Tresata co-founder and Chief Executive Abhi Mehta says his Big Data company has grown top-line revenue tenfold in each of the three years since it started operations.
Tresata is cash-flow positive, an important milestone for any startup. And Mehta is determined to keep the company in Charlotte, although the big-business town has not yet learned how to nurture its small startups.
The company makes software to help organizations understand and use their data to improve risk management, marketing and sales.
Does Tresata see itself limited to a specific industry niche?
We started the company squarely focused on financial services as an industry. But we have extended that into retail — with one company so far, Harris Teeter — and are looking at other industries, too. We are in conversations with a health-care company and an energy company —outside the city, unfortunately.
If you look at large technology trends, typically the earliest adopter is the financial-services industry. Five large New York financial institutions basically made Linux (the operating system) a viable alternative in the 1990s. The same for the dot.coms, and the same thing is happening with Big Data.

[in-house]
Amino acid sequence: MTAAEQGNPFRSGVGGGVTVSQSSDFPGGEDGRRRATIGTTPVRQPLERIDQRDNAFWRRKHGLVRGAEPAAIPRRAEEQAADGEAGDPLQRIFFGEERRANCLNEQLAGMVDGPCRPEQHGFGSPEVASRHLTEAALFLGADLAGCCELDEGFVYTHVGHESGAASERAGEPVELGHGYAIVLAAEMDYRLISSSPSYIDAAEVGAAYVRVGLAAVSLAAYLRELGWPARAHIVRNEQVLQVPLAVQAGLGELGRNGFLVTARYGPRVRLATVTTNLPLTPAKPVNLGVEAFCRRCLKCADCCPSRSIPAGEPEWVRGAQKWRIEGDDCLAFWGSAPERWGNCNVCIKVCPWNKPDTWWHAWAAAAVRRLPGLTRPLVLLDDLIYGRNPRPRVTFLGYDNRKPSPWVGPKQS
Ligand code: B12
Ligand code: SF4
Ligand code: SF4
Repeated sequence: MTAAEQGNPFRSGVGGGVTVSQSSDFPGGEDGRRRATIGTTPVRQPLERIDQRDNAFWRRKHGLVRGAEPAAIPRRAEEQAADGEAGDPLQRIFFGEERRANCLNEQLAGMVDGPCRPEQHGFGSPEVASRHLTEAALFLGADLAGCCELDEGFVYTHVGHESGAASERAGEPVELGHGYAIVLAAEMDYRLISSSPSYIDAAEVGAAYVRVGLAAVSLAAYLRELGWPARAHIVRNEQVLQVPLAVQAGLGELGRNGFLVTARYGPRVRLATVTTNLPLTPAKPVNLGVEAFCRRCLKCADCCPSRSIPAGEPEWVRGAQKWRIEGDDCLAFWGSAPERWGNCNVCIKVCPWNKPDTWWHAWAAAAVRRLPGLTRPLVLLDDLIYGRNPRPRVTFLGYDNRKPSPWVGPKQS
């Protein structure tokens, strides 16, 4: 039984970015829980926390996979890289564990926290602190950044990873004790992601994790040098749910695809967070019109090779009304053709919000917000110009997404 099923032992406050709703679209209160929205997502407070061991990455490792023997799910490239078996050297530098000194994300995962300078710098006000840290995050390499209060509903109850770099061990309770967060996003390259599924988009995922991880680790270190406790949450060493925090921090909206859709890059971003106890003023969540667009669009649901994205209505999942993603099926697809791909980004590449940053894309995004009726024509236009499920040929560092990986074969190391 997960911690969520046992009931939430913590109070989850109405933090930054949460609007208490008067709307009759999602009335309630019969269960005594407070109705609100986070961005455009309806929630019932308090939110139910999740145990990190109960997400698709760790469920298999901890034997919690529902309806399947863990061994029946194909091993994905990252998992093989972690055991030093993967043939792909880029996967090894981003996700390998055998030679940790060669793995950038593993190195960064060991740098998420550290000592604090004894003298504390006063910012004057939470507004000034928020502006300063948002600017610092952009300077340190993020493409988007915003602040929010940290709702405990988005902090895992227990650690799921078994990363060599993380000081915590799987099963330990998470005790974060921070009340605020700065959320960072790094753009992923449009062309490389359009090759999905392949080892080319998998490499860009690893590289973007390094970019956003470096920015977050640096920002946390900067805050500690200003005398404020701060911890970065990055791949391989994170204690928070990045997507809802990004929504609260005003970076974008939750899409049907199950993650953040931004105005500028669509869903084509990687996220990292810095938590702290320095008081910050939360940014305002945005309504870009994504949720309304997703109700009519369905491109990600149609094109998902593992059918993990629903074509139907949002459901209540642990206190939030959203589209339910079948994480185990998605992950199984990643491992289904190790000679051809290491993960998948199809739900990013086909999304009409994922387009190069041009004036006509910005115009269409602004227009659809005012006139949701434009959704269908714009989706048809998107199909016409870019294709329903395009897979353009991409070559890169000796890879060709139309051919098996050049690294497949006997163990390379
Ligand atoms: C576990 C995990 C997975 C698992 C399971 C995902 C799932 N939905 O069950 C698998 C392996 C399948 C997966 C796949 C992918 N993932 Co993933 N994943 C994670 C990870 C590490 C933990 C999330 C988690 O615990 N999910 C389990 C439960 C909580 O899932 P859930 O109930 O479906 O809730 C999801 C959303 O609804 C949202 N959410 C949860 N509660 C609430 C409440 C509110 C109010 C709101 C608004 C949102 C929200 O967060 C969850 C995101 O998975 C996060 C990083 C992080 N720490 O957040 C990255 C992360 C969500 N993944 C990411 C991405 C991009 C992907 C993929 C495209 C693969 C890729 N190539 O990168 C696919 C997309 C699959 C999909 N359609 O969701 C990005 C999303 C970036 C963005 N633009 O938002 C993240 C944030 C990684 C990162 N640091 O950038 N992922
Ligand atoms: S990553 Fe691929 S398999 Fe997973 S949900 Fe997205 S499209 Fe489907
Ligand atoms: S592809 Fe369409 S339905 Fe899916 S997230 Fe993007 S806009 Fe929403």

There are certain core capabilities that need to exist if you are to deliver on the promise of Big Data. And they translate really well.
Is Charlotte a good market for entrepreneurs?
We have made a huge commitment to be in Charlotte. But we also have an office in New York. And our first academic partnership was with New York University.
My first customer was in New York.
The challenge Charlotte has is it doesn’t understand what it takes to make a startup successful. You need a big-company ecosystem that is used to buying from small companies. Harris Teeter said, “We don’t care about the size of the business, we love to buy local.” Other companies don’t have that philosophy.
If 10 large names in Charlotte changed their philosophy and started buying from local entrepreneurs, it would create a stream of companies that would be incredibly successful. But it just doesn’t happen.
Does that situation give rise to a temptation to relocate the company to New York?
I wouldn’t say temptation. I would say pressure. Tremendous pressure. You can’t believe the things we have been offered to move there — what they are doing to woo people like us.
Why shouldn’t the next billion-dollar startup be in Charlotte? We believe a successful company can be built here. And technology plays a big part in that.
But our traditional industries must become the incubation ground for those industries of the future.